Generally speaking, the process of pronation and supination is falling forward in pronation and preventing the fall in supination. This is repeated in gait to have locomotion.
However locomotion on an incline shortens the falling forward gait, while a decline lengthens the falling forward gait. Both require great precision in placement of the limb and greater load on muscles in propelling the body up and preventing it from falling too far forward.
Going up means muscles involved in propelling upward must generate more force, while going down means muscles must prevent falling over a greater range of motion. The weakness of these tissues is often the prominent reason going down is more dangerous. There is general fatigue, but having these tissues doing all the extra work requires a specific perspective in training in keeping them strong on the ascent and descent.
The muscles groups generally involved in pronation, or placing the body in a forward fall, include trunk flexors, hip flexors, hip rotators, hip adductors, knee flexors, shoulder protractors, adductors, and depressors and elbow flexors. The muscle groups generally involved in supination, or propelling the body or preventing the forward fall, include trunk extensors, hips extensors, hip abductors, knee extensors, shoulder retractors, abductors, and elevators, and elbow extensors. As you may notice, trunk rotation and trunk side bend are not listed. This is due to their involvement in both motions during gait. Also, in the various different climbing steps, these can switch places.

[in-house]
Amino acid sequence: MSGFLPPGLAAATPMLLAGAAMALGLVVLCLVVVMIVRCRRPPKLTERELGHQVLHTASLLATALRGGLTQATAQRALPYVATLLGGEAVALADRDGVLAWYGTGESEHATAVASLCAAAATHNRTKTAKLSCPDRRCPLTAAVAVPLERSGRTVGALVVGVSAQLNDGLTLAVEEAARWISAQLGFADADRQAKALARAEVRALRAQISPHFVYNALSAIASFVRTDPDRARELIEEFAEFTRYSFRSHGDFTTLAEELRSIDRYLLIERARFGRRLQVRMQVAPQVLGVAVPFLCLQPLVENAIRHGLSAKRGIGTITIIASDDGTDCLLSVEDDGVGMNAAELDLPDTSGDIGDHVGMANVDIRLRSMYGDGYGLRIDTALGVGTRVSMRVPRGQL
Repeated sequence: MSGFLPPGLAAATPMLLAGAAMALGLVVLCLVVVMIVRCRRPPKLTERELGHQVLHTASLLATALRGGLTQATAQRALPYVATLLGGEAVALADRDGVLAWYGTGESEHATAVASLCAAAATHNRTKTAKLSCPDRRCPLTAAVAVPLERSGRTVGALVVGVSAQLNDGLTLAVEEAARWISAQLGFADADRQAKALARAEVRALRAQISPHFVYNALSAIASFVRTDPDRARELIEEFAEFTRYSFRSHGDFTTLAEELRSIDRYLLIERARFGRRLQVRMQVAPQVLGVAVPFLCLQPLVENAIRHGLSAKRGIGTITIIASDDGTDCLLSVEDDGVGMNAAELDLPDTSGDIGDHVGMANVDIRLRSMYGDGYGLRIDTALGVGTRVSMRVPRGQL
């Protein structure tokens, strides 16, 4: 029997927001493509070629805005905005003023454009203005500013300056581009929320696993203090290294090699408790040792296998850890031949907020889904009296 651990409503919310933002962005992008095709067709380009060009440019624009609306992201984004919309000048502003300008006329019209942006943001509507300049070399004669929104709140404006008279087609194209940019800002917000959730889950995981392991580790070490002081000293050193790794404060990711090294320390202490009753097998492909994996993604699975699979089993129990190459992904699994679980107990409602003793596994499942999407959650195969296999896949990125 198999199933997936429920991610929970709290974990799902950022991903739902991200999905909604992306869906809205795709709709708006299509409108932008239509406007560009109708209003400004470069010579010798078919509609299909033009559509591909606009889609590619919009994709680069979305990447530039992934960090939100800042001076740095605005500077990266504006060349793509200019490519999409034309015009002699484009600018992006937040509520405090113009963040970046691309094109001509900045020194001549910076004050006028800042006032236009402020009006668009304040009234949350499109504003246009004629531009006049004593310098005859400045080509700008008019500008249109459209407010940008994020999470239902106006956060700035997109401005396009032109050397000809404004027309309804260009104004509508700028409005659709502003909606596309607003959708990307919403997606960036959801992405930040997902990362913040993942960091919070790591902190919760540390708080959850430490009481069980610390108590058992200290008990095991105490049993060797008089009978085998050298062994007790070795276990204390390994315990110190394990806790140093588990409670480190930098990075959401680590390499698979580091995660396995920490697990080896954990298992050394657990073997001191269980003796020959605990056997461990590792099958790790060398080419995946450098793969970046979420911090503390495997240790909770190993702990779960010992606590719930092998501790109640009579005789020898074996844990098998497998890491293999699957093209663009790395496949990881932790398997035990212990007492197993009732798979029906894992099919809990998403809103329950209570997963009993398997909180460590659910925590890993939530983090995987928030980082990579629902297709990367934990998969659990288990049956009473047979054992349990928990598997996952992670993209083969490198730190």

Knowing these areas of the body and generally how they are involved in moving us forward offers us insight in how to train them. Some may bias toward precision motion training while others may need training in producing greater force output over time.
Breaking down the parts of the sum to train is the focus we take during the off season or for beginners trying to find how their body handles this new environment. When the parts are strong, then we move into compound motions involving the sum of the parts we put together from the previous training period.